In addition to energy savings, manufacturers make claims for benefits such as longer lamp and ballast life. Because less power runs through ballasts that are linked to a power reducer, they run cooler and therefore are likely to last longer, although no independent tests have confirmed that effect. Manufacturers also claim that power reducers can lengthen lamp life, but in practice a power reducer might lead to increased or decreased lamp life, depending on specific conditions. For example, in a case where line voltage is higher than nominal or a ballast with a high ballast factor is being used, the power reducer might bring the system closer to its optimum operating conditions and lamp life would be expected to increase (as long as voltage was not decreased too much). In a low-voltage, low-ballast-factor case, the operation of a power reducer might be expected to decrease lamp life. No published data are available about the effects of reduced voltage on the life of HID lamps; however, low voltage can cause a color shift in HID lamps, and specifiers should contact HID lamp manufacturers for information on the effects of low voltage for a given lamp.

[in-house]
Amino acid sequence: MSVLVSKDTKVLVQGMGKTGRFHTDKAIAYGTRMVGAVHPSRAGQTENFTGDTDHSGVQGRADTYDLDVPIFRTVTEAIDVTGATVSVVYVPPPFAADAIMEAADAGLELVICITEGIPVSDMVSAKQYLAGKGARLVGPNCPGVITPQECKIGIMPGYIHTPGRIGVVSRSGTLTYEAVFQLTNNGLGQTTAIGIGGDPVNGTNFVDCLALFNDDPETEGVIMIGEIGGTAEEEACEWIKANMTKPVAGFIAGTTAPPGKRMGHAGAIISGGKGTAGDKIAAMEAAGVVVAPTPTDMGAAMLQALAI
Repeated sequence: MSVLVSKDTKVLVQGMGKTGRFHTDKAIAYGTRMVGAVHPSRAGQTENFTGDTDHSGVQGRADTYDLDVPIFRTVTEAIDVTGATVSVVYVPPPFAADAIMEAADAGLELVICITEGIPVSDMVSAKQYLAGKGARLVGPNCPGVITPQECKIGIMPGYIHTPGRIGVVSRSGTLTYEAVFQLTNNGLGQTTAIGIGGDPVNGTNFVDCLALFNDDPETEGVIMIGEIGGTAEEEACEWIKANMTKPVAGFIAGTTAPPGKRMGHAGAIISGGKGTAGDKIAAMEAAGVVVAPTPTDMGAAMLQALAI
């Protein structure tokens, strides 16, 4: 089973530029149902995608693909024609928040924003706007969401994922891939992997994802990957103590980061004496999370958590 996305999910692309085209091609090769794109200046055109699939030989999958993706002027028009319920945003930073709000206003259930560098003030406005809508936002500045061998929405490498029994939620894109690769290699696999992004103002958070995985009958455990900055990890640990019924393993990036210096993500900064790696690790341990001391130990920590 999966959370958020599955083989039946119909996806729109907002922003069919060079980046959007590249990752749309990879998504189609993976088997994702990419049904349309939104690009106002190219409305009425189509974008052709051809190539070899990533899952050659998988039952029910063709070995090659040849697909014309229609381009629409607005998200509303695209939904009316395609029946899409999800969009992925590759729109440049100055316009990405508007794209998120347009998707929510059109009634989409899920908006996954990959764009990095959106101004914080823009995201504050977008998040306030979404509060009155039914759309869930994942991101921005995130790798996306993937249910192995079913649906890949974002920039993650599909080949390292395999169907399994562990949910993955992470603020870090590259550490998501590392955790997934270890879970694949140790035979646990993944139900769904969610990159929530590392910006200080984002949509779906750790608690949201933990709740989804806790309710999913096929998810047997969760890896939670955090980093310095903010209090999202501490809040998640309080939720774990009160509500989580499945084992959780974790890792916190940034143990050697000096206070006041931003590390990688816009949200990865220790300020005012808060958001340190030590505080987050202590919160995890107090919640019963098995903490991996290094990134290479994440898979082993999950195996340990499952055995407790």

Power reducers can be differentiated on the basis of a couple of factors.
Means of controlling voltage. The two main types of controllers are autotransformers and wave choppers. Autotransformers decrease the voltage in a circuit but preserve the voltage waveform. These devices tend to be large and heavy, often weighing more than 100 pounds. They have little or no effect on power quality. Models that use a type of autotransformer known as a torroidal autotransformer may actually produce modest improvements in power quality. Wave choppers switch power on and off to reduce voltage, effectively “chopping” a part of each voltage cycle and altering the waveform. Wave choppers are smaller and lighter than autotransformers but may have an adverse impact on power quality.